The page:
Thankfully, the internet threw us one very important lifeline in this respect: targeted advertising. Instead of broadcasting to massive audiences like in the old days of advertising, we can target only customers who might like our products or services through Facebook, Twitter, etc. It’s cheaper, more effective, less annoying, and I’d argue good for society (when not being used for misdeeds).
Loss of Local Greatness
There was a time when the vast majority of businesses could either be some variation of: “the best in town”, “the fastest in town”, or “the cheapest in town.” I was born in 1993. When it comes to buying things, my town is the entire world. The percentage of sales being made online compared to brick-and-mortar retail stores has been growing steadily for years. I don’t imagine this trend reversing any time soon.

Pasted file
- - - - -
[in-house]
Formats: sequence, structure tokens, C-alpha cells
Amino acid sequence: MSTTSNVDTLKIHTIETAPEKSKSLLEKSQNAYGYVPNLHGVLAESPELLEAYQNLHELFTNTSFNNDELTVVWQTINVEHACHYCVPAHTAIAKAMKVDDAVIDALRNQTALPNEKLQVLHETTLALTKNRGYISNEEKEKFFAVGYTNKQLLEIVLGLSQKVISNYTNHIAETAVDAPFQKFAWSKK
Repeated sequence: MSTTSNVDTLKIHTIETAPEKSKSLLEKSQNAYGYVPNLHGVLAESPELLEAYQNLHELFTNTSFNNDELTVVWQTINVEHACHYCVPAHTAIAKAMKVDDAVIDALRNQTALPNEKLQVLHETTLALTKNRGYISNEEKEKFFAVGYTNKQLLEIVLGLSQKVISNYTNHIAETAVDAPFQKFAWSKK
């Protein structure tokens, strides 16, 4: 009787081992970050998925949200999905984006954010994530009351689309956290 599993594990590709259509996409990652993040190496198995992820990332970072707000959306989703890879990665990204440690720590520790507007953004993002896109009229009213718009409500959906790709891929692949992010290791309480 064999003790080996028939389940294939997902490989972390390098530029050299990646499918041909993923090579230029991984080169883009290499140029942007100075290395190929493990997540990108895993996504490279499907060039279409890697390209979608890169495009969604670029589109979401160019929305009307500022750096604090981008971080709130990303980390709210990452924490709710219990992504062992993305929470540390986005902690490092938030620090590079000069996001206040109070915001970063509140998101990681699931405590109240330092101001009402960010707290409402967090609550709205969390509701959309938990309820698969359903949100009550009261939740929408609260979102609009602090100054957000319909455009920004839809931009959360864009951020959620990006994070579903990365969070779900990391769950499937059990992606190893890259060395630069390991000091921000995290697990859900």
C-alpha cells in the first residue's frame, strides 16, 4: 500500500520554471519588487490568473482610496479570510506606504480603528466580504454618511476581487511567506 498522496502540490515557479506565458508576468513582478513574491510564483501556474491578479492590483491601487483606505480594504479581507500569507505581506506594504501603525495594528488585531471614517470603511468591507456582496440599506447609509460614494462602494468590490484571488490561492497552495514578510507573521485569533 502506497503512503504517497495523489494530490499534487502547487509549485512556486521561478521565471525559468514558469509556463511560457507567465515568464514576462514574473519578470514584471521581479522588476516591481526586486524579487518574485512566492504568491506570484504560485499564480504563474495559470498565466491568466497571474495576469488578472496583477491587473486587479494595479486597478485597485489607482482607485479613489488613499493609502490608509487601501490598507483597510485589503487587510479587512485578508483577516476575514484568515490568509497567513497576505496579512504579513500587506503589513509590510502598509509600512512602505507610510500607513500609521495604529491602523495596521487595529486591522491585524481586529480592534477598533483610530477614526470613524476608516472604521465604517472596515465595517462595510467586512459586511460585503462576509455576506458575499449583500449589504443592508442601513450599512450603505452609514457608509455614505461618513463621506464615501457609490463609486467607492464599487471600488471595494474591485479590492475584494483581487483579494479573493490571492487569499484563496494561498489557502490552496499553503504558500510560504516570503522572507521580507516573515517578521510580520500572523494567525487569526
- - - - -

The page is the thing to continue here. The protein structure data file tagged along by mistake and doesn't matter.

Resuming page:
A lot of old-school marketers mourn the loss of “in town” as a valuable part of their niche. To be fair, local businesses are still needed for auto repair, haircuts, groceries, and much more. There is something deeply uncomfortable about dealing with competitors in China, India, Australia, the UK, Brazil, and so on. This doesn’t eliminate the value of a niche, nor does it negate the value of product-market fit. Rather, it simply means that location is becoming less of a selling point.
The Threat of Cheaper Alternatives
Have you noticed how our toys keep getting cheaper while food, housing, healthcare, and tuition keep going up? Foreign countries can’t compete with the essentials I just listed because they’re so location-centric. However, TVs and smartphones? China says “game on!”
Just like you can’t compete as easily on location, you can’t compete as easily on price. In my opinion, this is a more acceptable loss to traditional marketers. In small business, competing on price is not usually the best way to operate. It never really has been. It’s too easy for your big-shot competitors to come in and use economies of scale to deliver goods cheaper than you can.